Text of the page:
One other thing I appreciate about Boracay is the fact that I am not met with incredulity by the people when they encounter solo travelers like me, as is the case with the rest of the country. It has become part of Boracay‘s culture. There have been numerous solo tourists, mostly foreign, who have visited and even chose to reside in the island. At least, I’ve found comfort in that. I don’t have to deal with the energy brought by quizzical looks or outright querying. It is also one reason that I chose Boracay. But it’s not a good enough reason, not substantial enough for me to dismiss the other unacceptable conditions that the place is offering. Thank you, but no thank you.
A plea to the gods of the rain and the wind
When the rain began to pour and the wind started to blow, I immediately turned to the gods of the rain and the wind. I prayed to them, thanked and asked them for healing and cleansing. I thanked them for the blessing, the gift of cleansing and purging of all the low vibrating and dense energies of the island, of the people who visit and live here, who unknowingly carry the energies of pain, anger, confusion, greed, fear…and that doesn’t exclude me. We all have fear-based thoughts and emotions. We all are in need of cleansing and healing.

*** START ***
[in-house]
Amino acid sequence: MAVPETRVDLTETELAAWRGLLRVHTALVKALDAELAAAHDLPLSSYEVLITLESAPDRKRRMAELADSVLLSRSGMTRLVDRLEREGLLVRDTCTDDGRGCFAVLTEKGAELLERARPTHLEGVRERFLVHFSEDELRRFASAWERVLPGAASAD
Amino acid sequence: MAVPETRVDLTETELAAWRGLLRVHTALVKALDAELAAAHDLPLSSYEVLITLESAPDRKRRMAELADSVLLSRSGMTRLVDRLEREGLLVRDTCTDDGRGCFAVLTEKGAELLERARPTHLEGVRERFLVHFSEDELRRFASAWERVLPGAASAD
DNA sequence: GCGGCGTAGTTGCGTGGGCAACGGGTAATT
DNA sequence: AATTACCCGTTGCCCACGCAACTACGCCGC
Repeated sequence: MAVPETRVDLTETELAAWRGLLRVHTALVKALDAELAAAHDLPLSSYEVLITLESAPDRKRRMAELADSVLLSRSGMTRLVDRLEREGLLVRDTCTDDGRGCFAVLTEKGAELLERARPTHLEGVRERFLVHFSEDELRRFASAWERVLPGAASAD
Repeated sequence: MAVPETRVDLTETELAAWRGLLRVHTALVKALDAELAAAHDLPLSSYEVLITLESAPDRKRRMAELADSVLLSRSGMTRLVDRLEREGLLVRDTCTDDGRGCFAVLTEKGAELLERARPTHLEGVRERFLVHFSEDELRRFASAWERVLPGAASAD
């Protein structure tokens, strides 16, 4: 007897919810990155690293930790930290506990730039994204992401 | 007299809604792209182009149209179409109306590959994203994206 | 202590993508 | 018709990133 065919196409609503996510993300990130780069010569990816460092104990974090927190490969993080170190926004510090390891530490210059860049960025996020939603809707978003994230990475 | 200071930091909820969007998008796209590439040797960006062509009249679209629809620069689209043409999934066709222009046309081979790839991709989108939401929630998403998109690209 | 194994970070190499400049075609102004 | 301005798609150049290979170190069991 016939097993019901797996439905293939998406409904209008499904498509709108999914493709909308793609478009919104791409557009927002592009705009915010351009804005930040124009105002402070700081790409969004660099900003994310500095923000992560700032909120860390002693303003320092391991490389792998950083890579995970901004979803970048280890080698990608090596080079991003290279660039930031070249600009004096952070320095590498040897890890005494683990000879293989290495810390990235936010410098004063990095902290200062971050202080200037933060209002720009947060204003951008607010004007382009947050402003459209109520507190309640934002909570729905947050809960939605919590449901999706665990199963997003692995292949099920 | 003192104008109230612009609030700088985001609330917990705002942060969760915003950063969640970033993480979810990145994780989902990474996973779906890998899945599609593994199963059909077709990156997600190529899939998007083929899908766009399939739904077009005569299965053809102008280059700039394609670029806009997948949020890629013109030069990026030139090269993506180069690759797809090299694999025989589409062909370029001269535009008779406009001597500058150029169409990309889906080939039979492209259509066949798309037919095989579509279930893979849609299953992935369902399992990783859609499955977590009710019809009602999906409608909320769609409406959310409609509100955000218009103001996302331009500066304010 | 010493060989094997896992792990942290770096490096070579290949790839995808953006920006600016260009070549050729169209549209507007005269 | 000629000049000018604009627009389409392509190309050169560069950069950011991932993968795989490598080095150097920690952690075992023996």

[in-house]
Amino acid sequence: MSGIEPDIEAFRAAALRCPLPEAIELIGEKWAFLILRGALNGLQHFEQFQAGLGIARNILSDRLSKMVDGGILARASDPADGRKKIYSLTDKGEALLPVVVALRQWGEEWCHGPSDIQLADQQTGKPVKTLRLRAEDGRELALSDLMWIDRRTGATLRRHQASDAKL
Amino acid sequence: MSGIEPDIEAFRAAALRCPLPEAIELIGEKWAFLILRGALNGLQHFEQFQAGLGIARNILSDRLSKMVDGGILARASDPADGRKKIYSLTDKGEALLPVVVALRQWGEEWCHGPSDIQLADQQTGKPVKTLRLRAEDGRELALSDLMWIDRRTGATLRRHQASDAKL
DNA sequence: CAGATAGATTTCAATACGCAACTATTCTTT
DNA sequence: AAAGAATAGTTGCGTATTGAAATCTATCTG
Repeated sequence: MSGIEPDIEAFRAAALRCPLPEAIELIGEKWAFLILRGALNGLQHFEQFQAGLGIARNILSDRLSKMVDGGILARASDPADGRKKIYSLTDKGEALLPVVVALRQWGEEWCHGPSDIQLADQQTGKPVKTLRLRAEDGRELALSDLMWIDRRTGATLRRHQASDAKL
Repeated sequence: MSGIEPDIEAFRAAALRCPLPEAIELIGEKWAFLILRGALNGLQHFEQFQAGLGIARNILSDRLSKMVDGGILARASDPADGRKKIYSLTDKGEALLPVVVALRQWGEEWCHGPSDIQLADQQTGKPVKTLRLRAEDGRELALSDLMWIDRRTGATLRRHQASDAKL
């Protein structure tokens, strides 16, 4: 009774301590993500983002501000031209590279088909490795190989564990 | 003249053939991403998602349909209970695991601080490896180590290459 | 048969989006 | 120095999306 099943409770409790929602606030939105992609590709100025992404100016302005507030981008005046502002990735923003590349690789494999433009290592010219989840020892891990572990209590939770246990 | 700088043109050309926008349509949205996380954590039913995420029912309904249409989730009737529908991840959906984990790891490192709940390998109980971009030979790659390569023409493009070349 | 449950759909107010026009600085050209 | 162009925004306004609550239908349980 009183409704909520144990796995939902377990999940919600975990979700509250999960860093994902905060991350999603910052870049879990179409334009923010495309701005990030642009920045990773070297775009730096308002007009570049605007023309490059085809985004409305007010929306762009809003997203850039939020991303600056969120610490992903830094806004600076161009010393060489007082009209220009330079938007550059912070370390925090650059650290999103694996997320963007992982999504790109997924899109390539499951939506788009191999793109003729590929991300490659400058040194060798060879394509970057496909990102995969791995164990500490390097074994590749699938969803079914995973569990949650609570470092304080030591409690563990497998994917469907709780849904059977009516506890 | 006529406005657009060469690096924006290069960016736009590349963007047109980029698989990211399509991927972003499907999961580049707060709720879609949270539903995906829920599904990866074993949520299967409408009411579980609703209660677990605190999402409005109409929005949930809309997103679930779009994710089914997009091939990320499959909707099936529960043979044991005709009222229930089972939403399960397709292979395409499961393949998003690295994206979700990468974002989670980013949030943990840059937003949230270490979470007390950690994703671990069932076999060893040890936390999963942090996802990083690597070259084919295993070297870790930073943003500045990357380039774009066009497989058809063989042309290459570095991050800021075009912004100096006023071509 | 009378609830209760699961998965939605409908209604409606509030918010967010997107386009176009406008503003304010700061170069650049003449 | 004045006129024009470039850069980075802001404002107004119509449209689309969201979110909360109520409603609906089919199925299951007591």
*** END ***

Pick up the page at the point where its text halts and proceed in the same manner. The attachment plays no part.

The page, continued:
Every person, place, situation has a message and a lesson
So here I am, waiting for the weather to clear and the signal that says that my time is up in this island. Being stranded in Boracay is teaching me many lessons.
I am living in the moment. I am trusting that there’s something beyond what my limited basic senses can comprehend. I am validating my belief that there’s a reason for everything. I am strengthening my faith that I am being protected and guided. Always. I am honing my skill of taking the good with the bad. I am becoming clearer on what I want/don’t want, what’s acceptable and non-negotiable in my choice of a location and environment.
And I am patiently waiting, and awaiting with much enthusiasm and gratitude, the calm after the storm.